Mainstream science continues to reject psychic phenomenon despite the relevance the experiment potentially provided, in regards to ‘Apparitional Experiences’ studied through psychology and parapsychology. Not all psychologists recognize the Philip Experiment as science. Ideomotor phenomenon seems to satisfy the scientific community, and therefore the TSPR’s conclusions were cast aside. Indeed, the Philip Experiment was a reproducible phenomenon, and could be observed and tested. Academics were certainly interested in the Philip Experiment, but could not reconcile what they observed or examined with their materialistic and biased views. In turn, the Philip Experiment found a welcoming platform among other groups and individuals outside of mainstream science. Even now, the dawn of the 21st century, the TSPR’s experiment continues to serve as “scientific” evidence among a few parapsychologists and paranormal enthusiasts. This has allowed new age philosophies to grow and be disseminated under the guise of science.

Demonic Deceit

            The spiritual implications of the Philip Experiment present a variety of problems. If people are left to believe that the human mind is responsible for spirituality this also devalues faith. The conclusions made by the TSPR suggest that faith – another term for belief – is empowered by the imagination. How so? The psychokinetic phenomenon thought to have emerged from the collective thoughts of the participants of the Philip Experiment, began with the imagination. The entire existence of Philip was shaped by the imaginations of the group of eight. According to most definitions, imagination is defined as: The formation of a mental image of something that is not perceived as real and is not present to the senses (Merriam-Webster Dictionary). The psychological, and perhaps the physiological, associations to imagination are inherent in such definitions. It is a word having great significance in terms of how the mind works in accordance to creativity, memory, etc. The Philip Experiment involved the formation of a mental image, knowing that such an image – Philip – was not real. The desired outcome was of course to make such an image present itself to the senses. Imagination was essential to designing a fictional persona in order to apply the meditative approaches conducted by the TSPR during their séance-styled experiment. Although secular definitions do not reflect the imaginative process set forth by the TSPR, the catalyst for creating “thought-forms” begins with the imagination.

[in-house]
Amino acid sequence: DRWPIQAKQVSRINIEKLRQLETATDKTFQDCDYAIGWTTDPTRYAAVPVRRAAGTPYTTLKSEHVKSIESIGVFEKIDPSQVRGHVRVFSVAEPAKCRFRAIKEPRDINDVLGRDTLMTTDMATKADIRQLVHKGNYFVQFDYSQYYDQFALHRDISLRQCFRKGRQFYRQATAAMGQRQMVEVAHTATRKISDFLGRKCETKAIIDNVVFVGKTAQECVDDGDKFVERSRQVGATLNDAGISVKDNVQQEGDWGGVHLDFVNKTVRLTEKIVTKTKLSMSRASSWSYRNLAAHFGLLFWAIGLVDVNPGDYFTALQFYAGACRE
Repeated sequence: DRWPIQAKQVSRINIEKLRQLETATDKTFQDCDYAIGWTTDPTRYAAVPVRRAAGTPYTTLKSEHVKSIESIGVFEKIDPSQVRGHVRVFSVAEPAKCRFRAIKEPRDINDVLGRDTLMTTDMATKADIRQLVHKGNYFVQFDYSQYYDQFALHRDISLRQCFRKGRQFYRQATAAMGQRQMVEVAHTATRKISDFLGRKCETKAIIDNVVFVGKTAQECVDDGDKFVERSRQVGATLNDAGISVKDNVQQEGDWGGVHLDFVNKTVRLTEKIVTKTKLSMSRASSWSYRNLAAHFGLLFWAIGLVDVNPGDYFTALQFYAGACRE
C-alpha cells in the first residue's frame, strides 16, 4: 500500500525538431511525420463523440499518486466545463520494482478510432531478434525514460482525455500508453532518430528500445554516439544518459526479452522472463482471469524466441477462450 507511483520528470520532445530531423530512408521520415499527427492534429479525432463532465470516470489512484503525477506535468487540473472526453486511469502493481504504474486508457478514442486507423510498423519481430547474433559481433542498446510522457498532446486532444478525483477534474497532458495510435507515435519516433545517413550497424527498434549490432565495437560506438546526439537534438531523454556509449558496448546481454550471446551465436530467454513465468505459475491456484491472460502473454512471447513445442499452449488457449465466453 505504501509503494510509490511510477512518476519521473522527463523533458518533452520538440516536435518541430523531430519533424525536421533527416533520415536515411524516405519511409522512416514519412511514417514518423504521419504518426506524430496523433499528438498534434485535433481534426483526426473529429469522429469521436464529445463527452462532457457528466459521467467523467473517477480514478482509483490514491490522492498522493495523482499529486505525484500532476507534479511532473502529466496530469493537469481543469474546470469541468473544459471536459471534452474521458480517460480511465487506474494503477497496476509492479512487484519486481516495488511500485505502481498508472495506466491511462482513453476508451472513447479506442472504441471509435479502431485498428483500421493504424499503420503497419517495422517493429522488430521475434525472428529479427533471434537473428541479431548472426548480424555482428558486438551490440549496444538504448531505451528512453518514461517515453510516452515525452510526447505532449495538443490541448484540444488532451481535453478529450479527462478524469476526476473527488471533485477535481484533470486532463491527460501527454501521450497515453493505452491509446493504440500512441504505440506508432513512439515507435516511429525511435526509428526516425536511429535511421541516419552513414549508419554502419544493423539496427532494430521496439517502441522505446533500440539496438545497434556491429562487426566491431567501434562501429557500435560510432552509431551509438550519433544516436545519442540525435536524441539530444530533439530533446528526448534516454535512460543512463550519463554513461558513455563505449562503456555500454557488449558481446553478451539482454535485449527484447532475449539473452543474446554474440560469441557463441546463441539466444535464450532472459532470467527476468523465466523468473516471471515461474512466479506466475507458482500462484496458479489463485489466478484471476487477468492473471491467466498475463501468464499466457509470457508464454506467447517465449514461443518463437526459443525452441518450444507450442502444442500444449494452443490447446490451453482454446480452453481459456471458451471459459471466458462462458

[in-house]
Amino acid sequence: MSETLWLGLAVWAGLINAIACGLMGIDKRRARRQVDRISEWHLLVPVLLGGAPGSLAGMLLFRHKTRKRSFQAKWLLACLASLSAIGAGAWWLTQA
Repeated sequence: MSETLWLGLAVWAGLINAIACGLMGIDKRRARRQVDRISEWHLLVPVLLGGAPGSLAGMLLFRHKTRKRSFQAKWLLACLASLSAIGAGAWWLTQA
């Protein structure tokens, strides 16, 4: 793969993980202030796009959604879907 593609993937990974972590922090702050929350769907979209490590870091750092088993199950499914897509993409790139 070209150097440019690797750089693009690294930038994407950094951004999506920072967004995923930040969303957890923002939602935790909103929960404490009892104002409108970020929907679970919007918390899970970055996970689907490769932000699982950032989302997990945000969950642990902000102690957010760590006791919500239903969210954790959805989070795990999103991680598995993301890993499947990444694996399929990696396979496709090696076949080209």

Both the Orthodox Church and Roman Catholic Church are aware of the role the imagination plays within the scope of human spirituality. In fact, the human imagination has a slightly more significant meaning that is lacking among secular and new age definitions. In the glossary of Elder Ephraim’s book, Counsels from the Holy Mountain, imagination is expressed in accordance the Christian perspective, and states:

“The imagination is one of the lower psychical faculties of man, operating in a realm between reason and sense. Although the imagination can be used by the nous [mind] to create beneficial contemplations, it is also the chief instrument evil spirits use to create fantasies of worldly or sinful things which distract one from prayer and lead one to wrong thinking, wrong feeling, and wrong doing.”